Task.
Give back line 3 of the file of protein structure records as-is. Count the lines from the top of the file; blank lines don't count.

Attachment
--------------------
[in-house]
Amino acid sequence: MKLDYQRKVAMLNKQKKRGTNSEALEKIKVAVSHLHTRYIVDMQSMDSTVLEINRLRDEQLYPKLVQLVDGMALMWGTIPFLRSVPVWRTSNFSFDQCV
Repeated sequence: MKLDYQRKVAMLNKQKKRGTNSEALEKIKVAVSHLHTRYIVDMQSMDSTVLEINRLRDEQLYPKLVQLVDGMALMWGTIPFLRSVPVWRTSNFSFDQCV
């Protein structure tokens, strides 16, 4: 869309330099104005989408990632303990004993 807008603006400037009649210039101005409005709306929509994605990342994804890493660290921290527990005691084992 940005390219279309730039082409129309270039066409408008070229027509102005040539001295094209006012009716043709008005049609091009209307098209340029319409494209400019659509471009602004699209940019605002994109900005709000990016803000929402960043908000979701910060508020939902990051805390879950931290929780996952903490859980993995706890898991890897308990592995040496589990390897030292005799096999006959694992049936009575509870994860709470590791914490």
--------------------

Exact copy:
Repeated sequence: MKLDYQRKVAMLNKQKKRGTNSEALEKIKVAVSHLHTRYIVDMQSMDSTVLEINRLRDEQLYPKLVQLVDGMALMWGTIPFLRSVPVWRTSNFSFDQCV